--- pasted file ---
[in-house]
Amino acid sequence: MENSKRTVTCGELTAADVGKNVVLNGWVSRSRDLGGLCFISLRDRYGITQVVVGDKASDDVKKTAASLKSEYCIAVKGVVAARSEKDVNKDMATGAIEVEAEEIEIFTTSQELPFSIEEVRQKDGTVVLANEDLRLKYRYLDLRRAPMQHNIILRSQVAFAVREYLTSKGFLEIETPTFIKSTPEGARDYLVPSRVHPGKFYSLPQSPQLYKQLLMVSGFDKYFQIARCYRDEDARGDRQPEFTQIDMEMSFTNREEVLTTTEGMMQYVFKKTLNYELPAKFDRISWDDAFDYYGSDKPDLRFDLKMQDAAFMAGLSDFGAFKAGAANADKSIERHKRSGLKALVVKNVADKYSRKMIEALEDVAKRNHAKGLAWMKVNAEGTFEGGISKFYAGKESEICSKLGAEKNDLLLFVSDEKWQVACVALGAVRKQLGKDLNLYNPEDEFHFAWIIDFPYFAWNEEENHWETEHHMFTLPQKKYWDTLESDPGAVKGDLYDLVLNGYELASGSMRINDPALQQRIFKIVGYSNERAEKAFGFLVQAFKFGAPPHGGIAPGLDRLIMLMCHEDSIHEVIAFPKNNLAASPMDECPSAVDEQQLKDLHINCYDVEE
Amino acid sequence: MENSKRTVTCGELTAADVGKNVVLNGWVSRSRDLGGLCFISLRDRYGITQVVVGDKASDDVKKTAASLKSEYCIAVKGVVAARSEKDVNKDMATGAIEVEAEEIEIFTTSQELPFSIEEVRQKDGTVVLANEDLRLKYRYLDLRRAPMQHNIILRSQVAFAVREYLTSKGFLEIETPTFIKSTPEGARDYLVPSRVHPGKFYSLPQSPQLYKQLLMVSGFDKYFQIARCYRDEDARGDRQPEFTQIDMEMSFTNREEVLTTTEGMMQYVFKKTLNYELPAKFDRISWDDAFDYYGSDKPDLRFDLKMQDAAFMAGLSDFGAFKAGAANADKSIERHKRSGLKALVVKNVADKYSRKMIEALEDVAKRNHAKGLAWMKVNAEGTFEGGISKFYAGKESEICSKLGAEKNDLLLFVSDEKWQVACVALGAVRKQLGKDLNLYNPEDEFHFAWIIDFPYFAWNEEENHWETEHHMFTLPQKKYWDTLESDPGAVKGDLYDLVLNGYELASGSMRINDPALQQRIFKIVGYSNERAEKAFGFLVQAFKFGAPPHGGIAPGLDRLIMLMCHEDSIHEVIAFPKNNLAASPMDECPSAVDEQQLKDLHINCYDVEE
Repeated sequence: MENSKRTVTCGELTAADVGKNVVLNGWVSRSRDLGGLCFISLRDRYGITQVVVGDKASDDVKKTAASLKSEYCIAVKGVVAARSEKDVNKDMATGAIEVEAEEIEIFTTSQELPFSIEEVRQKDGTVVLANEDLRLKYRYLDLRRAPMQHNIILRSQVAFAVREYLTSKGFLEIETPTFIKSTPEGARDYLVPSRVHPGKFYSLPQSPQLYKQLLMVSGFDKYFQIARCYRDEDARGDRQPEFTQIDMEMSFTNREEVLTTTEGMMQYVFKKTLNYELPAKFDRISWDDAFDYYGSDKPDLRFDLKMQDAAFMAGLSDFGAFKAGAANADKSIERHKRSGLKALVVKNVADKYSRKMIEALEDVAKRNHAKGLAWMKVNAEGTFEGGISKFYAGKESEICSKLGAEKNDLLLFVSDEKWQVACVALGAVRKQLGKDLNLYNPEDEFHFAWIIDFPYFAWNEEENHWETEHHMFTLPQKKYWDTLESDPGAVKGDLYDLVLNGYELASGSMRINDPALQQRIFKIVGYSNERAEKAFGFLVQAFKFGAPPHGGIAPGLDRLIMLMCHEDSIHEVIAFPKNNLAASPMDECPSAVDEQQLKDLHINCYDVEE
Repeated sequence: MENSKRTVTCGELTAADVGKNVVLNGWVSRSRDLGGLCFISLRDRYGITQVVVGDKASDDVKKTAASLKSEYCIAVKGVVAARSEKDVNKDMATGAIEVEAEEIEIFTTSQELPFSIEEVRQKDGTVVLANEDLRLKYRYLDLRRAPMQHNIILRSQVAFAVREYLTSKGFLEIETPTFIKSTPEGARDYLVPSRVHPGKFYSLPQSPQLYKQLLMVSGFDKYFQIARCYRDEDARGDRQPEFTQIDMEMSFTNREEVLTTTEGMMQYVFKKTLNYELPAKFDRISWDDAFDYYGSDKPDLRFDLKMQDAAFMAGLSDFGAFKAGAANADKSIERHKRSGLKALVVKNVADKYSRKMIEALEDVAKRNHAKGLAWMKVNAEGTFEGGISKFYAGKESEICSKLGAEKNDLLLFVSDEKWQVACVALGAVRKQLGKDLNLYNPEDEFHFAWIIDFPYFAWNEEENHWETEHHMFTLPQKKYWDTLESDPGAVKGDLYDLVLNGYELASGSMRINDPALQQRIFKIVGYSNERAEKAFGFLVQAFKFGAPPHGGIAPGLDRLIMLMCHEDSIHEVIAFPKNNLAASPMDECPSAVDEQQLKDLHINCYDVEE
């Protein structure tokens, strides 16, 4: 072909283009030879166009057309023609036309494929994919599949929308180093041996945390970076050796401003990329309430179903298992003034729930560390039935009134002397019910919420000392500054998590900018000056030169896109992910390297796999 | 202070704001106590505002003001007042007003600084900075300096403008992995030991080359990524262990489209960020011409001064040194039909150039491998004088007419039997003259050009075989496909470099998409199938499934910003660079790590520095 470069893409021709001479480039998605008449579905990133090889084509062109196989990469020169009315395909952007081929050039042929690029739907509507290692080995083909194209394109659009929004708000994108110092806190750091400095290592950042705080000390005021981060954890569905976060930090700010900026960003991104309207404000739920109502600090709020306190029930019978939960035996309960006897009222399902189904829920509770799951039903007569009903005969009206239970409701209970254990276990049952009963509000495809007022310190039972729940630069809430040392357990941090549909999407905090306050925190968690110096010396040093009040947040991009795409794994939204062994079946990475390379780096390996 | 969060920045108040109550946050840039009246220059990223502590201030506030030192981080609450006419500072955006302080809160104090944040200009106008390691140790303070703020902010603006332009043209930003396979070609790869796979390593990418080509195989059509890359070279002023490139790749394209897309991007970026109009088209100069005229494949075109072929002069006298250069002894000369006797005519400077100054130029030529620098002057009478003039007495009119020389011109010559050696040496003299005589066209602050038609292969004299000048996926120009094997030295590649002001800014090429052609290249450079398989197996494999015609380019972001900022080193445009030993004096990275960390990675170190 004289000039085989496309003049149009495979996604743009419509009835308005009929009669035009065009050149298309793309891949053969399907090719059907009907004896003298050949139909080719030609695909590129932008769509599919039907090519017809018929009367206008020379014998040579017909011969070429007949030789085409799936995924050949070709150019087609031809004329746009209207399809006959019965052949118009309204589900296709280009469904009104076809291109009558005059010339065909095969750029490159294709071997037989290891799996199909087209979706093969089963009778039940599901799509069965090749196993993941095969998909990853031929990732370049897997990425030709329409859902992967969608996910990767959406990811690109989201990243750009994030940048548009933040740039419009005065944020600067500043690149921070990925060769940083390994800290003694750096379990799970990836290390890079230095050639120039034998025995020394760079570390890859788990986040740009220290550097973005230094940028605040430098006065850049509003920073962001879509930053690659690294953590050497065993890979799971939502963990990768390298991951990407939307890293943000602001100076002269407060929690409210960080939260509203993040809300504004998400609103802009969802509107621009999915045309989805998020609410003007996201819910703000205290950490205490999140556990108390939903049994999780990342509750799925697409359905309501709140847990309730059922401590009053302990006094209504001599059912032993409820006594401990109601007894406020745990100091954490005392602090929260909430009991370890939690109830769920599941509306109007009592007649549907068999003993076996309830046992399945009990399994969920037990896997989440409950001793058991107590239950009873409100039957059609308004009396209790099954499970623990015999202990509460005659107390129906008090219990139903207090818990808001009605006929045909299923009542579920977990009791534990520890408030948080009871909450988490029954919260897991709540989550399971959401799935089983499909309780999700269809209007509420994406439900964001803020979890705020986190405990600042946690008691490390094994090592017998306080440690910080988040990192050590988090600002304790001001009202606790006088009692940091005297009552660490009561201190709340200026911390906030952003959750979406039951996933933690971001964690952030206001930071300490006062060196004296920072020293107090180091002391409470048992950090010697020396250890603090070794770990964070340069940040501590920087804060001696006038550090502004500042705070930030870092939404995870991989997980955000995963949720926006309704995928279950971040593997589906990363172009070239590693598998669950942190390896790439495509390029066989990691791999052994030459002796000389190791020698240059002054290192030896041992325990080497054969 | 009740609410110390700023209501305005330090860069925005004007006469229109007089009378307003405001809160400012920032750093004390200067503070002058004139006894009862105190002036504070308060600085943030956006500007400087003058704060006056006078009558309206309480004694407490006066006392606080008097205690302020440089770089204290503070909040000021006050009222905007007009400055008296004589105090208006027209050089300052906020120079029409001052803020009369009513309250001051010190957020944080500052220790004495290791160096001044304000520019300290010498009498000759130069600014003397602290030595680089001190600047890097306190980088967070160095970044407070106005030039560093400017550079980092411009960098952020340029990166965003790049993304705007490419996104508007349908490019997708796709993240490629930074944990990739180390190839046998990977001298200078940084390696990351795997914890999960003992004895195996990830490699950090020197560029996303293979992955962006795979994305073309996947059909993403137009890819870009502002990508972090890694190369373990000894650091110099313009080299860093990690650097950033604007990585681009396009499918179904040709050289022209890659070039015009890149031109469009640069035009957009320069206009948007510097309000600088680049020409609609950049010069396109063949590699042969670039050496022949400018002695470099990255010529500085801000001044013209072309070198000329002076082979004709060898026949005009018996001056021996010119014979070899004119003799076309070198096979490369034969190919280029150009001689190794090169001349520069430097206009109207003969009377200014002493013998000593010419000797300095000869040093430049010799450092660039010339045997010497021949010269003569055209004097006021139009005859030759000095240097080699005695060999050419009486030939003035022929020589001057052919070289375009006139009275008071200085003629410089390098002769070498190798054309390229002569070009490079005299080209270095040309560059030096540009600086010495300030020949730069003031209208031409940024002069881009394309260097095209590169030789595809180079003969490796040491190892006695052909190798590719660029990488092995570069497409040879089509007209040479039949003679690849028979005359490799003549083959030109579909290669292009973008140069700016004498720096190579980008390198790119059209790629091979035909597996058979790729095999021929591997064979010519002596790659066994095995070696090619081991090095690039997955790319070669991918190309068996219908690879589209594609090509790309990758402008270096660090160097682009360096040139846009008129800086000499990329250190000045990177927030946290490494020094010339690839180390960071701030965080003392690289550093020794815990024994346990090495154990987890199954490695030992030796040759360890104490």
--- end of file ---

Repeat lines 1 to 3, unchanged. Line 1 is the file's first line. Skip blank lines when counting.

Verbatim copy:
[in-house]
Amino acid sequence: MENSKRTVTCGELTAADVGKNVVLNGWVSRSRDLGGLCFISLRDRYGITQVVVGDKASDDVKKTAASLKSEYCIAVKGVVAARSEKDVNKDMATGAIEVEAEEIEIFTTSQELPFSIEEVRQKDGTVVLANEDLRLKYRYLDLRRAPMQHNIILRSQVAFAVREYLTSKGFLEIETPTFIKSTPEGARDYLVPSRVHPGKFYSLPQSPQLYKQLLMVSGFDKYFQIARCYRDEDARGDRQPEFTQIDMEMSFTNREEVLTTTEGMMQYVFKKTLNYELPAKFDRISWDDAFDYYGSDKPDLRFDLKMQDAAFMAGLSDFGAFKAGAANADKSIERHKRSGLKALVVKNVADKYSRKMIEALEDVAKRNHAKGLAWMKVNAEGTFEGGISKFYAGKESEICSKLGAEKNDLLLFVSDEKWQVACVALGAVRKQLGKDLNLYNPEDEFHFAWIIDFPYFAWNEEENHWETEHHMFTLPQKKYWDTLESDPGAVKGDLYDLVLNGYELASGSMRINDPALQQRIFKIVGYSNERAEKAFGFLVQAFKFGAPPHGGIAPGLDRLIMLMCHEDSIHEVIAFPKNNLAASPMDECPSAVDEQQLKDLHINCYDVEE
Amino acid sequence: MENSKRTVTCGELTAADVGKNVVLNGWVSRSRDLGGLCFISLRDRYGITQVVVGDKASDDVKKTAASLKSEYCIAVKGVVAARSEKDVNKDMATGAIEVEAEEIEIFTTSQELPFSIEEVRQKDGTVVLANEDLRLKYRYLDLRRAPMQHNIILRSQVAFAVREYLTSKGFLEIETPTFIKSTPEGARDYLVPSRVHPGKFYSLPQSPQLYKQLLMVSGFDKYFQIARCYRDEDARGDRQPEFTQIDMEMSFTNREEVLTTTEGMMQYVFKKTLNYELPAKFDRISWDDAFDYYGSDKPDLRFDLKMQDAAFMAGLSDFGAFKAGAANADKSIERHKRSGLKALVVKNVADKYSRKMIEALEDVAKRNHAKGLAWMKVNAEGTFEGGISKFYAGKESEICSKLGAEKNDLLLFVSDEKWQVACVALGAVRKQLGKDLNLYNPEDEFHFAWIIDFPYFAWNEEENHWETEHHMFTLPQKKYWDTLESDPGAVKGDLYDLVLNGYELASGSMRINDPALQQRIFKIVGYSNERAEKAFGFLVQAFKFGAPPHGGIAPGLDRLIMLMCHEDSIHEVIAFPKNNLAASPMDECPSAVDEQQLKDLHINCYDVEE